Clarice Adhiambo was looking for the usual things when she moved. Safe streets, more space, a guest room, maybe even a view of something green. More than anything she wanted a place to call her own. Her wish-list would be familiar to first-time buyers anywhere in the world. What would be less recognisable is the place from which she was moving.
Clarice left behind a 10ft by 10ft tin shack that she shared with eight others in the Nairobi slum of Soweto. Unlike the iconic South African shanty town of the same name, there is no electricity, running water or flushing toilets and no prospect of getting them. Kenya's capital offers some of the most appalling urban poverty to be found anywhere in the world. It was in places like Kibera, Mathare and Soweto that the term "flying toilet" was invented. It describes the desperate people who cannot afford to use pit latrines and have to defecate into plastic bags and hurl them on to a nearby roof.
In her new home in Kaputei, an eco-town rising from the plains south of Nairobi, she has a flushing loo for the first time in her life and understandably she's delighted. "This place has fresh air," the 53-year-old says, almost unbelievingly.
Clarice is part of one of 50 families who have bought into a startling experiment that it is hoped will change the nature of microfinance and banking for the poor. The practice pioneered by the Nobel laureate Muhammad Yunus, of offering tiny loans to the some of the world's bottom billion living on less than $1 a day, is flourishing. From six million borrowers worldwide in 1987, microfinance groups now lend to 150 million people. And while the rest of the banking industry has been in meltdown, microfinance has been a rare pocket of stability and growth. The sector brings together an unlikely, eclectic mix of people from frustrated charity workers to entrepreneurs, to those who have already made their fortune and come to microfinance with the evangelical zeal of the reborn.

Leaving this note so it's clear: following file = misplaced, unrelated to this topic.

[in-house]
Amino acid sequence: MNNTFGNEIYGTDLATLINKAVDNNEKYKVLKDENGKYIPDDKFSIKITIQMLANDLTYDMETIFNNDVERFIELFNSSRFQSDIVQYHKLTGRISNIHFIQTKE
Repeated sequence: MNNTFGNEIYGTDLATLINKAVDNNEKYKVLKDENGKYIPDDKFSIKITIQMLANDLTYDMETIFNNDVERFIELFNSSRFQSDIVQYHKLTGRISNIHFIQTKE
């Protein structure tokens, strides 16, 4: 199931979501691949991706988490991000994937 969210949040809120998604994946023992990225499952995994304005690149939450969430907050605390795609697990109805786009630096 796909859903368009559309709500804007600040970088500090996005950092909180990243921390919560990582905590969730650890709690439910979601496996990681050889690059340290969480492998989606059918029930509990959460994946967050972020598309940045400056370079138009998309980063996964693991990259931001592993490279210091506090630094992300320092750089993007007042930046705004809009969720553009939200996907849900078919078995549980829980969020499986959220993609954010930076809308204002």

Ed Bland falls into this last category. In his past life as a Microsoft executive he was the man who launched the X-Box. Today he is the president of Unitus, an American non-profit group in a hurry to make a big difference to global poverty and intent on using microfinance to do it. Mr Bland explains his credo as "the ability to use common business principles to make people's lives better in a way that development has shown it can't do". In the future, he believes there will be an "opportunity for enterprising banks to focus on the bottom and not just the top". "Look what happened when we just focused on the top," he muses.
Seattle-based Unitus uses its capital, connections and corporate credibility to persuade mainstream banks to loan to, or underwrite, microfinance institutions (MFIs). It then uses its know-how to identify and support innovative microfinance outfits it believes can make a dramatic impact on alleviating poverty.
Mr Bland rates Jamii Bora, Kenya's oldest and biggest MFI, among the most innovative organisations in the world. When Jamii Bora – Swahili for "better families" – found that micro loans and repayments could take the poorest only so far, it decided to do something new.
"As long as you are living in the slums, you will never climb out of poverty," says Ingrid Munro, the founder of Jamii Bora. "Families of course need economic opportunities to rise out of poverty but what good are they if you are still living in hell?" The solution they came up with was to build an entirely new town, a Milton Keynes of microfinance.